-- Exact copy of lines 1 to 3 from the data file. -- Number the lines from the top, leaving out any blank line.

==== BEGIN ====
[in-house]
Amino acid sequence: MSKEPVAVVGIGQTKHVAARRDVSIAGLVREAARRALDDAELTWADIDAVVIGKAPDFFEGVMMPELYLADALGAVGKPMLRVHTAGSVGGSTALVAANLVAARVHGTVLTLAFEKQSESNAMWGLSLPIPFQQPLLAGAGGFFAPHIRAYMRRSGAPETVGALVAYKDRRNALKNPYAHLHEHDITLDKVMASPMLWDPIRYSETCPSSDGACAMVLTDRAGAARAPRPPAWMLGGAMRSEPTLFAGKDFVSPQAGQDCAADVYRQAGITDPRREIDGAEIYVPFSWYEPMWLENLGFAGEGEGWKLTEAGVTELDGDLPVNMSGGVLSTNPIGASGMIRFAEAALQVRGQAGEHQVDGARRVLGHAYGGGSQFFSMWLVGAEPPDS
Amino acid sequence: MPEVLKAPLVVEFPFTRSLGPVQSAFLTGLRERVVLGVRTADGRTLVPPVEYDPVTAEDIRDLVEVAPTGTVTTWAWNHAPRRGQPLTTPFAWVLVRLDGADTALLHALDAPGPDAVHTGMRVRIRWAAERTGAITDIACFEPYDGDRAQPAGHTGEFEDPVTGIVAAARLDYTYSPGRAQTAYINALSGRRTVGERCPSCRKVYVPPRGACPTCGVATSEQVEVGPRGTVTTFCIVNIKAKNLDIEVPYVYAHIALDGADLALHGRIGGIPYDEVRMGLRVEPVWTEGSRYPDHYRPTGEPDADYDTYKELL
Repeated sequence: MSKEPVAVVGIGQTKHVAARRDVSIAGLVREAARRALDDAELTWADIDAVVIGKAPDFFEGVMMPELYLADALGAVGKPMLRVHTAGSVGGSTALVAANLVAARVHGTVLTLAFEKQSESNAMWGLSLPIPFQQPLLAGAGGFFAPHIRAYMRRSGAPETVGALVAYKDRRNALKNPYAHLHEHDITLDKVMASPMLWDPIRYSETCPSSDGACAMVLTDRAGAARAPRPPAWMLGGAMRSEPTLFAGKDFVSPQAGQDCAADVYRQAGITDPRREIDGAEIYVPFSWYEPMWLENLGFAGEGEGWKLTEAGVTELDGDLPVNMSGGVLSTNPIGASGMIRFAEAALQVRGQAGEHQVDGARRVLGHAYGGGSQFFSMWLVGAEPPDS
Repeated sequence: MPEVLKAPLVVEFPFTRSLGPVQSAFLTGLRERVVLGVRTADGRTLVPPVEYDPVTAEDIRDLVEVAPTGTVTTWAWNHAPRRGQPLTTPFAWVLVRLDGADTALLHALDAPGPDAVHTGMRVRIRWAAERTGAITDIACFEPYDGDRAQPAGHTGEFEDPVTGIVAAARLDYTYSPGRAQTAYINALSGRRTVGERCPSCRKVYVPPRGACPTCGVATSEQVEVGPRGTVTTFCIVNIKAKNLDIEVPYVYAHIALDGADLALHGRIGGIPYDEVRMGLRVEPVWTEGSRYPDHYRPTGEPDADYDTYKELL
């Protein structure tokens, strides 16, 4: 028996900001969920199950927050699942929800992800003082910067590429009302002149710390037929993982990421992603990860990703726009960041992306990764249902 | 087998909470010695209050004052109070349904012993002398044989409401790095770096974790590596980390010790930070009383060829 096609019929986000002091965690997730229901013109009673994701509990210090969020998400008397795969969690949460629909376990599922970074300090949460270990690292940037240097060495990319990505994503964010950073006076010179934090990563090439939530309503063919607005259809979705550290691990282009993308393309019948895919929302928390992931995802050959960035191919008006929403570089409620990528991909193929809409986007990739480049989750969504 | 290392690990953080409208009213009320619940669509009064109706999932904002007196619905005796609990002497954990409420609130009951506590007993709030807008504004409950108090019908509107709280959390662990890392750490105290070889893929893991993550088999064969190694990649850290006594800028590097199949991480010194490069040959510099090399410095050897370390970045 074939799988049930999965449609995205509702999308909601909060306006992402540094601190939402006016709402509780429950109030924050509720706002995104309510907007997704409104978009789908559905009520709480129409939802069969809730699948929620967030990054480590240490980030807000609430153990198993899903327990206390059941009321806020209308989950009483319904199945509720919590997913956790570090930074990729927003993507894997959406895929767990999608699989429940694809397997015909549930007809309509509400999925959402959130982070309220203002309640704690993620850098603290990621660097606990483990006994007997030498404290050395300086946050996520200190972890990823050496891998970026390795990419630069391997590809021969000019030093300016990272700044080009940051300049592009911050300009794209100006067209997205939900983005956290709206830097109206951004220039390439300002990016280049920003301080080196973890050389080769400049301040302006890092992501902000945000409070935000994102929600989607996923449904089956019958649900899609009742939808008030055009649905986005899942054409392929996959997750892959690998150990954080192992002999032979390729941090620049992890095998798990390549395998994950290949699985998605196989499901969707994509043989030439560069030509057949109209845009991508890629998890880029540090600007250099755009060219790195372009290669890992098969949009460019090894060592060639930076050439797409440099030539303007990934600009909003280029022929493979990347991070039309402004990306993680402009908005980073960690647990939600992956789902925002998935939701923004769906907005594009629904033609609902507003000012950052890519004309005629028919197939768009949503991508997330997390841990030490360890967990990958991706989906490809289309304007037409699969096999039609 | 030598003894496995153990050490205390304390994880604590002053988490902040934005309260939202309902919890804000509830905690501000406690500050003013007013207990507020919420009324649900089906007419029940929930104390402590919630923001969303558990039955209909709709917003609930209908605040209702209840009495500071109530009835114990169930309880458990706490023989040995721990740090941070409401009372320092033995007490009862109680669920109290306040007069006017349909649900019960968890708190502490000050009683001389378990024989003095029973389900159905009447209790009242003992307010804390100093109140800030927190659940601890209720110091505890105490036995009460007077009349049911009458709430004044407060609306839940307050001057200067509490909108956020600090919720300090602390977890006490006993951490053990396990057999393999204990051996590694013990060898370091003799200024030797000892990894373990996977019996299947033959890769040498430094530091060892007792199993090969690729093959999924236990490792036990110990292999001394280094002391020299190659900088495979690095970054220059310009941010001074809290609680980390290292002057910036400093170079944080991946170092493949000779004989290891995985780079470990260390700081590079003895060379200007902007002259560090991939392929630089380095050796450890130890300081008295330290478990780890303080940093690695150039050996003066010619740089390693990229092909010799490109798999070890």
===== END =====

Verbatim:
[in-house]
Amino acid sequence: MSKEPVAVVGIGQTKHVAARRDVSIAGLVREAARRALDDAELTWADIDAVVIGKAPDFFEGVMMPELYLADALGAVGKPMLRVHTAGSVGGSTALVAANLVAARVHGTVLTLAFEKQSESNAMWGLSLPIPFQQPLLAGAGGFFAPHIRAYMRRSGAPETVGALVAYKDRRNALKNPYAHLHEHDITLDKVMASPMLWDPIRYSETCPSSDGACAMVLTDRAGAARAPRPPAWMLGGAMRSEPTLFAGKDFVSPQAGQDCAADVYRQAGITDPRREIDGAEIYVPFSWYEPMWLENLGFAGEGEGWKLTEAGVTELDGDLPVNMSGGVLSTNPIGASGMIRFAEAALQVRGQAGEHQVDGARRVLGHAYGGGSQFFSMWLVGAEPPDS
Amino acid sequence: MPEVLKAPLVVEFPFTRSLGPVQSAFLTGLRERVVLGVRTADGRTLVPPVEYDPVTAEDIRDLVEVAPTGTVTTWAWNHAPRRGQPLTTPFAWVLVRLDGADTALLHALDAPGPDAVHTGMRVRIRWAAERTGAITDIACFEPYDGDRAQPAGHTGEFEDPVTGIVAAARLDYTYSPGRAQTAYINALSGRRTVGERCPSCRKVYVPPRGACPTCGVATSEQVEVGPRGTVTTFCIVNIKAKNLDIEVPYVYAHIALDGADLALHGRIGGIPYDEVRMGLRVEPVWTEGSRYPDHYRPTGEPDADYDTYKELL